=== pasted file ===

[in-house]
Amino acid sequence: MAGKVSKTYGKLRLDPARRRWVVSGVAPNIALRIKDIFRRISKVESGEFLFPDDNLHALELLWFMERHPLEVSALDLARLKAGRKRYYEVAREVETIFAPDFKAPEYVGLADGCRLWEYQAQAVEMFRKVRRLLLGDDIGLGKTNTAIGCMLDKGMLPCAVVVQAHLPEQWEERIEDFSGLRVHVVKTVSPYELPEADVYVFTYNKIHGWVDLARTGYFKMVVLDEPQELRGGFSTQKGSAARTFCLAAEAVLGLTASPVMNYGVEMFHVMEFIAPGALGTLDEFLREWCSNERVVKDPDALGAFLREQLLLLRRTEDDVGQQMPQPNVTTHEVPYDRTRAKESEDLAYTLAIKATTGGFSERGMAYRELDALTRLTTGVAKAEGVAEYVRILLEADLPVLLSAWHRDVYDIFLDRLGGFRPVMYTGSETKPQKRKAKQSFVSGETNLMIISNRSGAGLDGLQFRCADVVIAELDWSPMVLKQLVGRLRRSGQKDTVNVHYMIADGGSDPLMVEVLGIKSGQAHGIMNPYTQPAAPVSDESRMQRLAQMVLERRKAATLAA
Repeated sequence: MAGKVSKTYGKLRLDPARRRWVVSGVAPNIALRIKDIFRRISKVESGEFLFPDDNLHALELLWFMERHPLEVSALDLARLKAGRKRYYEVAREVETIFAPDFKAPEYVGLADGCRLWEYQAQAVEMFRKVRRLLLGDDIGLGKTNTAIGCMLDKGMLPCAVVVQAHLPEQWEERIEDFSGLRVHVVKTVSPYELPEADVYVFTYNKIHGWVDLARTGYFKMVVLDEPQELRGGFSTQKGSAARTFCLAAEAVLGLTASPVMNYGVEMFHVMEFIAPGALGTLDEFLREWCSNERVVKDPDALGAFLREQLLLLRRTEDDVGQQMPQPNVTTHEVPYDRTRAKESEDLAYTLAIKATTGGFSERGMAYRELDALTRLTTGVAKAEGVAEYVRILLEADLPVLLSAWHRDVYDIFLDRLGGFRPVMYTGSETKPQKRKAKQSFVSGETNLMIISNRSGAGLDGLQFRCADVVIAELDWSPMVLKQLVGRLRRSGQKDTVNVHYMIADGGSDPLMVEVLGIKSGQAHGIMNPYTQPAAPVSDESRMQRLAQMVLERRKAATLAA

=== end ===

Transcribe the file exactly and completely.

[in-house]
Amino acid sequence: MAGKVSKTYGKLRLDPARRRWVVSGVAPNIALRIKDIFRRISKVESGEFLFPDDNLHALELLWFMERHPLEVSALDLARLKAGRKRYYEVAREVETIFAPDFKAPEYVGLADGCRLWEYQAQAVEMFRKVRRLLLGDDIGLGKTNTAIGCMLDKGMLPCAVVVQAHLPEQWEERIEDFSGLRVHVVKTVSPYELPEADVYVFTYNKIHGWVDLARTGYFKMVVLDEPQELRGGFSTQKGSAARTFCLAAEAVLGLTASPVMNYGVEMFHVMEFIAPGALGTLDEFLREWCSNERVVKDPDALGAFLREQLLLLRRTEDDVGQQMPQPNVTTHEVPYDRTRAKESEDLAYTLAIKATTGGFSERGMAYRELDALTRLTTGVAKAEGVAEYVRILLEADLPVLLSAWHRDVYDIFLDRLGGFRPVMYTGSETKPQKRKAKQSFVSGETNLMIISNRSGAGLDGLQFRCADVVIAELDWSPMVLKQLVGRLRRSGQKDTVNVHYMIADGGSDPLMVEVLGIKSGQAHGIMNPYTQPAAPVSDESRMQRLAQMVLERRKAATLAA
Repeated sequence: MAGKVSKTYGKLRLDPARRRWVVSGVAPNIALRIKDIFRRISKVESGEFLFPDDNLHALELLWFMERHPLEVSALDLARLKAGRKRYYEVAREVETIFAPDFKAPEYVGLADGCRLWEYQAQAVEMFRKVRRLLLGDDIGLGKTNTAIGCMLDKGMLPCAVVVQAHLPEQWEERIEDFSGLRVHVVKTVSPYELPEADVYVFTYNKIHGWVDLARTGYFKMVVLDEPQELRGGFSTQKGSAARTFCLAAEAVLGLTASPVMNYGVEMFHVMEFIAPGALGTLDEFLREWCSNERVVKDPDALGAFLREQLLLLRRTEDDVGQQMPQPNVTTHEVPYDRTRAKESEDLAYTLAIKATTGGFSERGMAYRELDALTRLTTGVAKAEGVAEYVRILLEADLPVLLSAWHRDVYDIFLDRLGGFRPVMYTGSETKPQKRKAKQSFVSGETNLMIISNRSGAGLDGLQFRCADVVIAELDWSPMVLKQLVGRLRRSGQKDTVNVHYMIADGGSDPLMVEVLGIKSGQAHGIMNPYTQPAAPVSDESRMQRLAQMVLERRKAATLAA